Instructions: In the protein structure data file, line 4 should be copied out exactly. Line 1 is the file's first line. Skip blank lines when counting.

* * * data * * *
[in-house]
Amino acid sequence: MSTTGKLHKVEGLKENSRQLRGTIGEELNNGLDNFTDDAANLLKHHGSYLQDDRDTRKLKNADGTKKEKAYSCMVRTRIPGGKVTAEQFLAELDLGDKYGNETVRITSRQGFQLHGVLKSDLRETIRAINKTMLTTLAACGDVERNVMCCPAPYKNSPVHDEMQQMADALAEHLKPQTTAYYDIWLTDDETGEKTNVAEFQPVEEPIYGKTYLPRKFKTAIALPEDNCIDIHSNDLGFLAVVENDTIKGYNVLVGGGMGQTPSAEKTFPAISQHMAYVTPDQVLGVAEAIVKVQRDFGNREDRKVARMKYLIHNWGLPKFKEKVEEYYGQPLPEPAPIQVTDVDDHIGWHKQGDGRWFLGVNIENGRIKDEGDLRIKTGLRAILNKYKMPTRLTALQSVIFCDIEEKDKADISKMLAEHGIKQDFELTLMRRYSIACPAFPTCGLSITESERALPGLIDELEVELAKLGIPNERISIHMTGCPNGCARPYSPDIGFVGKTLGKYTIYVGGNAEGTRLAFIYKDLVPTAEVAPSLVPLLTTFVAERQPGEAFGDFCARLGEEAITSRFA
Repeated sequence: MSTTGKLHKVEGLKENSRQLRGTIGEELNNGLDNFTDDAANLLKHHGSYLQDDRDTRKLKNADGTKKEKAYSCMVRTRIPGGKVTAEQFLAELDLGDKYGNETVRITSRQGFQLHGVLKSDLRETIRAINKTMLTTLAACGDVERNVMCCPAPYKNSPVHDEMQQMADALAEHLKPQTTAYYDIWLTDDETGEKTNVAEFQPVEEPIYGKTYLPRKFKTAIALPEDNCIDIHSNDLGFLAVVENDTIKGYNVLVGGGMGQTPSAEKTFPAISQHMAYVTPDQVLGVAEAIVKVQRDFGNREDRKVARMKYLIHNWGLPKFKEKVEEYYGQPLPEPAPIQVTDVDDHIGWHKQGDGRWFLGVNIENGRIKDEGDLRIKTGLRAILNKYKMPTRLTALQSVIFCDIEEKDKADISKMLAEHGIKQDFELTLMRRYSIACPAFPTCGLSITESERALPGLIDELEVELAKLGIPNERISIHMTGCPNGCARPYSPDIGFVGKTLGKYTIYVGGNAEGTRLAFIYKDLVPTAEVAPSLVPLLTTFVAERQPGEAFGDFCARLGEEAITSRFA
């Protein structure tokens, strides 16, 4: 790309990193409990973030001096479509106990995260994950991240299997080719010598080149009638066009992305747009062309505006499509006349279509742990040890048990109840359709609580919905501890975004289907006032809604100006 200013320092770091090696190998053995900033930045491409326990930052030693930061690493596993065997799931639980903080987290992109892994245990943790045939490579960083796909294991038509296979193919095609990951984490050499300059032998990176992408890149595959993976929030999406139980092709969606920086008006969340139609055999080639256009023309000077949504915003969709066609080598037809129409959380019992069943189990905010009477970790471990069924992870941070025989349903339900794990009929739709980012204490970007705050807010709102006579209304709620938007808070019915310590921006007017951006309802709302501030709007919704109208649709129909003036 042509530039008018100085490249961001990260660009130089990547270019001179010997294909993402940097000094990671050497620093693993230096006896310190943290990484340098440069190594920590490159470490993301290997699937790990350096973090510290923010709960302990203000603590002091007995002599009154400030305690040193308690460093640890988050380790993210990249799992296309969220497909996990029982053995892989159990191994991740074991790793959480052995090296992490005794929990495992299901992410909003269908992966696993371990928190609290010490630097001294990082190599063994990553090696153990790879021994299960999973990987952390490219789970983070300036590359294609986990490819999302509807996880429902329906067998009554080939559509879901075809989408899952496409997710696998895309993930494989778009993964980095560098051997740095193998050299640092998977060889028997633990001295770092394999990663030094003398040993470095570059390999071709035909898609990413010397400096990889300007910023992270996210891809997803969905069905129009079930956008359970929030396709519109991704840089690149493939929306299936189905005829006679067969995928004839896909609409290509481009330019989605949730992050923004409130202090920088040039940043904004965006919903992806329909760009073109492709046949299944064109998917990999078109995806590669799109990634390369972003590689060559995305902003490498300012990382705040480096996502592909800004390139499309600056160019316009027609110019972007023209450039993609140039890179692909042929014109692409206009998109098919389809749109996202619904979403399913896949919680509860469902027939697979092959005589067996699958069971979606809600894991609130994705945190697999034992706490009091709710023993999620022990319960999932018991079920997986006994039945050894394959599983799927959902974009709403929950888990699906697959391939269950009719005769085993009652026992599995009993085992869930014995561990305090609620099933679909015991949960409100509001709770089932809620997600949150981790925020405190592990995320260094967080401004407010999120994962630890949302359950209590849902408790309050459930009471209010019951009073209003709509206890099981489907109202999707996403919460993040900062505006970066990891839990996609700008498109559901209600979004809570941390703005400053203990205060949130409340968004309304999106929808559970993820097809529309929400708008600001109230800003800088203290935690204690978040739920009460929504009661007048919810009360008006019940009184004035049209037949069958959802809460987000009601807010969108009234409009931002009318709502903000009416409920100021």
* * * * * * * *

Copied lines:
């Protein structure tokens, strides 16, 4: 790309990193409990973030001096479509106990995260994950991240299997080719010598080149009638066009992305747009062309505006499509006349279509742990040890048990109840359709609580919905501890975004289907006032809604100006 200013320092770091090696190998053995900033930045491409326990930052030693930061690493596993065997799931639980903080987290992109892994245990943790045939490579960083796909294991038509296979193919095609990951984490050499300059032998990176992408890149595959993976929030999406139980092709969606920086008006969340139609055999080639256009023309000077949504915003969709066609080598037809129409959380019992069943189990905010009477970790471990069924992870941070025989349903339900794990009929739709980012204490970007705050807010709102006579209304709620938007808070019915310590921006007017951006309802709302501030709007919704109208649709129909003036 042509530039008018100085490249961001990260660009130089990547270019001179010997294909993402940097000094990671050497620093693993230096006896310190943290990484340098440069190594920590490159470490993301290997699937790990350096973090510290923010709960302990203000603590002091007995002599009154400030305690040193308690460093640890988050380790993210990249799992296309969220497909996990029982053995892989159990191994991740074991790793959480052995090296992490005794929990495992299901992410909003269908992966696993371990928190609290010490630097001294990082190599063994990553090696153990790879021994299960999973990987952390490219789970983070300036590359294609986990490819999302509807996880429902329906067998009554080939559509879901075809989408899952496409997710696998895309993930494989778009993964980095560098051997740095193998050299640092998977060889028997633990001295770092394999990663030094003398040993470095570059390999071709035909898609990413010397400096990889300007910023992270996210891809997803969905069905129009079930956008359970929030396709519109991704840089690149493939929306299936189905005829006679067969995928004839896909609409290509481009330019989605949730992050923004409130202090920088040039940043904004965006919903992806329909760009073109492709046949299944064109998917990999078109995806590669799109990634390369972003590689060559995305902003490498300012990382705040480096996502592909800004390139499309600056160019316009027609110019972007023209450039993609140039890179692909042929014109692409206009998109098919389809749109996202619904979403399913896949919680509860469902027939697979092959005589067996699958069971979606809600894991609130994705945190697999034992706490009091709710023993999620022990319960999932018991079920997986006994039945050894394959599983799927959902974009709403929950888990699906697959391939269950009719005769085993009652026992599995009993085992869930014995561990305090609620099933679909015991949960409100509001709770089932809620997600949150981790925020405190592990995320260094967080401004407010999120994962630890949302359950209590849902408790309050459930009471209010019951009073209003709509206890099981489907109202999707996403919460993040900062505006970066990891839990996609700008498109559901209600979004809570941390703005400053203990205060949130409340968004309304999106929808559970993820097809529309929400708008600001109230800003800088203290935690204690978040739920009460929504009661007048919810009360008006019940009184004035049209037949069958959802809460987000009601807010969108009234409009931002009318709502903000009416409920100021």